Oro Valley town officials said water customers will pay slightly higher fees once water from the Central Arizona Project is pumped from the City of Tucson into the community sometime next year.
Oro Valley Water Utility Director Philip Saletta said fees won’t increase anytime soon, with the first phase of construction expected to start some time in October, and the completion date set for January of next year.
Saletta said water customers will see a rate increase of between 85 cents and $1.75 per month. However, any kind of increase would still have to be approved by the town council at a later date.
CAP water from the Tucson Water distribution system will be delivered to the Oro Valley Water distribution system at a connection point near Naranja and Shannon roads. Additional pumps and pipelines will have to be constructed as the first phase in the agreement. The first phase will cost the town $515,000.
In the long run, Saletta said using CAP water is the most cost-effective approach the town can take to keep up water levels in the aquifer.
The Town of Oro Valley started working with the City of Tucson in 2009 when it became obvious the town aquifer was being overused.
“We want to preserve and protect the aquifer,” said Saletta. “Bringing in renewable water reduces (the) needs of our groundwater aquifer. We are giving it a longer life.”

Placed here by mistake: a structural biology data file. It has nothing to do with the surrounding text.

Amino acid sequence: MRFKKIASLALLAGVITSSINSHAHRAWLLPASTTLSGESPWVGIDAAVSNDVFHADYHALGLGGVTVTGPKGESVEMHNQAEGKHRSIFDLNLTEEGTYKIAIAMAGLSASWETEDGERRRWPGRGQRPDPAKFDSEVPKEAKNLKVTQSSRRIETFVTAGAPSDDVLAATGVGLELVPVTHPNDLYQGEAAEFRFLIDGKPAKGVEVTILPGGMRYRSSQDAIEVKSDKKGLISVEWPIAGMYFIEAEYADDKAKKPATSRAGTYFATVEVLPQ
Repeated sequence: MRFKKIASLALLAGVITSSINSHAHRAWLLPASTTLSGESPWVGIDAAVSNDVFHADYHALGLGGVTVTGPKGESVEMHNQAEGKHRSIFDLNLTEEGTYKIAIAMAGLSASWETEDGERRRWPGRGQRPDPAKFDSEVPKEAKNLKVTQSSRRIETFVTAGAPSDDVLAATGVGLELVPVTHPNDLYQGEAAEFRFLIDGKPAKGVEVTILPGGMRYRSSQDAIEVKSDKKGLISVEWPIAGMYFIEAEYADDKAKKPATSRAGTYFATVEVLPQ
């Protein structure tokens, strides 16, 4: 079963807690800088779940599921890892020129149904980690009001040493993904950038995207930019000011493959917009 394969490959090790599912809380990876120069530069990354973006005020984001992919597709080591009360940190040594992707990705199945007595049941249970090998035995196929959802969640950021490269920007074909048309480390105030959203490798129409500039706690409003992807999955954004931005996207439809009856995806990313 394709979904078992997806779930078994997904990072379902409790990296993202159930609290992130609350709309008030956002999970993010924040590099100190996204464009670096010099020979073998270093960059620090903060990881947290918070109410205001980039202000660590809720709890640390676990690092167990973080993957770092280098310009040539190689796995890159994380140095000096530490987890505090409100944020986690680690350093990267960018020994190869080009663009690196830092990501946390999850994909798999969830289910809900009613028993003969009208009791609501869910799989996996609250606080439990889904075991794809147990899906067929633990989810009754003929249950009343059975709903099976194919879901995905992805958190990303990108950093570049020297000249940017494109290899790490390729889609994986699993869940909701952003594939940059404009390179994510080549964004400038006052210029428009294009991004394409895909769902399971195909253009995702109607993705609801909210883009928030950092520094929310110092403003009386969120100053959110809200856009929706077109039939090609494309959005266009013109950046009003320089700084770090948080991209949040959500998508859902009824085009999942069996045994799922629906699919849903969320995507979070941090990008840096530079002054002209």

By using CAP water, the Town of Oro Valley will receive between 2,000 and 4,000 acre-feet of water per year, at a cost of $499.98 per acre-foot.
One acre-foot of water is equal to approximately 325,851.4 gallons.
According to the executive summary of the intergovernmental agreement approved by the Town Council on July 6, the Town of Oro Valley last year pumped 2.5 billion gallons of water, which is 685 million gallons more than the amount calculated in the annual sustainable rate study.
Saletta said despite conservation efforts, the town exceeded water-use expectations. Some of the excess use can be attributed to both residential and commercial growth, he said.
Saletta said the approved IGA saves the town money by reducing the amount paid to the Central Arizona Groundwater Replenishment District. In addition, it complies with Assured Water Supply, which allows growth to continue in coordination with state water laws.
No matter what the reason, Saletta said the town has to replenish every drop of groundwater pumped.
Town officials said they are confident in the quality of the CAP water.